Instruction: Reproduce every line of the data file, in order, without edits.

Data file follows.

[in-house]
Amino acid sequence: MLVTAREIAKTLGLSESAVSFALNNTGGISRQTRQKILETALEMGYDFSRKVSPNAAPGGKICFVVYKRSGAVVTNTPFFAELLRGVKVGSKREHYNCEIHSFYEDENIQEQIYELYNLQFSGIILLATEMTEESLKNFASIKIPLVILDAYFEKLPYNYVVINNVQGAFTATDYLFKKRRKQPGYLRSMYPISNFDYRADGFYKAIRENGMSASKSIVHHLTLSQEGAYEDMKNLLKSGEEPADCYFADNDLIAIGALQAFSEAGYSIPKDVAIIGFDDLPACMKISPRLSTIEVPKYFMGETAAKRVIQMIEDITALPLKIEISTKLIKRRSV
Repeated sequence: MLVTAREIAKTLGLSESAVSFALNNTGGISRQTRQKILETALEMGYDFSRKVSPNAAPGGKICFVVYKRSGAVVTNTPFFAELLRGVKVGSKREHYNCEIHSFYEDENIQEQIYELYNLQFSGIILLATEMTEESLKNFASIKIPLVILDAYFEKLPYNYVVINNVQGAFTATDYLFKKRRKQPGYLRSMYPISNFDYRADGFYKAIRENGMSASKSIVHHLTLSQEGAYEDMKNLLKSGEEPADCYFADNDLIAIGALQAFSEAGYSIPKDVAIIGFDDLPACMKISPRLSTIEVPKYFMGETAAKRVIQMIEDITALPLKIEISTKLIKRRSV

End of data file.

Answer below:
[in-house]
Amino acid sequence: MLVTAREIAKTLGLSESAVSFALNNTGGISRQTRQKILETALEMGYDFSRKVSPNAAPGGKICFVVYKRSGAVVTNTPFFAELLRGVKVGSKREHYNCEIHSFYEDENIQEQIYELYNLQFSGIILLATEMTEESLKNFASIKIPLVILDAYFEKLPYNYVVINNVQGAFTATDYLFKKRRKQPGYLRSMYPISNFDYRADGFYKAIRENGMSASKSIVHHLTLSQEGAYEDMKNLLKSGEEPADCYFADNDLIAIGALQAFSEAGYSIPKDVAIIGFDDLPACMKISPRLSTIEVPKYFMGETAAKRVIQMIEDITALPLKIEISTKLIKRRSV
Repeated sequence: MLVTAREIAKTLGLSESAVSFALNNTGGISRQTRQKILETALEMGYDFSRKVSPNAAPGGKICFVVYKRSGAVVTNTPFFAELLRGVKVGSKREHYNCEIHSFYEDENIQEQIYELYNLQFSGIILLATEMTEESLKNFASIKIPLVILDAYFEKLPYNYVVINNVQGAFTATDYLFKKRRKQPGYLRSMYPISNFDYRADGFYKAIRENGMSASKSIVHHLTLSQEGAYEDMKNLLKSGEEPADCYFADNDLIAIGALQAFSEAGYSIPKDVAIIGFDDLPACMKISPRLSTIEVPKYFMGETAAKRVIQMIEDITALPLKIEISTKLIKRRSV